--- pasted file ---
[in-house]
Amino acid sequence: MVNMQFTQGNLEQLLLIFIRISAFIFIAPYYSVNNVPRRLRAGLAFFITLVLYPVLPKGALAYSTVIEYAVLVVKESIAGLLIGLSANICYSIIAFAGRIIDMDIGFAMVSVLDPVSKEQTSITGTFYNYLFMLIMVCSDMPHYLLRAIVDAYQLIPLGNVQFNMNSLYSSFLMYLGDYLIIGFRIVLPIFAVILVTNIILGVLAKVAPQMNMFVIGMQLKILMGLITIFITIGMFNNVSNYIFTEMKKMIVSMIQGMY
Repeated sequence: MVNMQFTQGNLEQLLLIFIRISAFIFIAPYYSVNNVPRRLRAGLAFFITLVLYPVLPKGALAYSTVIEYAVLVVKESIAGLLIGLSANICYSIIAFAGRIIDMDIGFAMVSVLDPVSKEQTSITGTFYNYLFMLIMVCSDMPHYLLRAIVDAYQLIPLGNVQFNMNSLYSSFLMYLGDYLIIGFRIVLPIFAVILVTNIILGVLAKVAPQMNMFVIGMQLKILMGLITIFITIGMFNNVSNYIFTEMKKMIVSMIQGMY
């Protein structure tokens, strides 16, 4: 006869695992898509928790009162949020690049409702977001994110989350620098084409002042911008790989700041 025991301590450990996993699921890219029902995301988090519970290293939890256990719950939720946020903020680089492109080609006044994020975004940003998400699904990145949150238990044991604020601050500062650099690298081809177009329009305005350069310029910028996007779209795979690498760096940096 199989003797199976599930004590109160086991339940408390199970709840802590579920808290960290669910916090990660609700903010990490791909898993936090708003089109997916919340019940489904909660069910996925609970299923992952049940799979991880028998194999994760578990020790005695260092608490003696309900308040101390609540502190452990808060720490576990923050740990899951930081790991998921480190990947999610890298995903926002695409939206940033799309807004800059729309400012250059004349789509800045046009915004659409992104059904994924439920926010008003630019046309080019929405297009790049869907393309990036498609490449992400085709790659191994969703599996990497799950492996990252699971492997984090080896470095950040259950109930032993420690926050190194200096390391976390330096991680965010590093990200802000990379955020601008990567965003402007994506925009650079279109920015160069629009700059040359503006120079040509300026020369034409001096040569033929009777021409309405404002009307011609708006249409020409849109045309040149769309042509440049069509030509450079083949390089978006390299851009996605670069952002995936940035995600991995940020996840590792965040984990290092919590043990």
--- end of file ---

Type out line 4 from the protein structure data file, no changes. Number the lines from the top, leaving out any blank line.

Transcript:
């Protein structure tokens, strides 16, 4: 006869695992898509928790009162949020690049409702977001994110989350620098084409002042911008790989700041 025991301590450990996993699921890219029902995301988090519970290293939890256990719950939720946020903020680089492109080609006044994020975004940003998400699904990145949150238990044991604020601050500062650099690298081809177009329009305005350069310029910028996007779209795979690498760096940096 199989003797199976599930004590109160086991339940408390199970709840802590579920808290960290669910916090990660609700903010990490791909898993936090708003089109997916919340019940489904909660069910996925609970299923992952049940799979991880028998194999994760578990020790005695260092608490003696309900308040101390609540502190452990808060720490576990923050740990899951930081790991998921480190990947999610890298995903926002695409939206940033799309807004800059729309400012250059004349789509800045046009915004659409992104059904994924439920926010008003630019046309080019929405297009790049869907393309990036498609490449992400085709790659191994969703599996990497799950492996990252699971492997984090080896470095950040259950109930032993420690926050190194200096390391976390330096991680965010590093990200802000990379955020601008990567965003402007994506925009650079279109920015160069629009700059040359503006120079040509300026020369034409001096040569033929009777021409309405404002009307011609708006249409020409849109045309040149769309042509440049069509030509450079083949390089978006390299851009996605670069952002995936940035995600991995940020996840590792965040984990290092919590043990």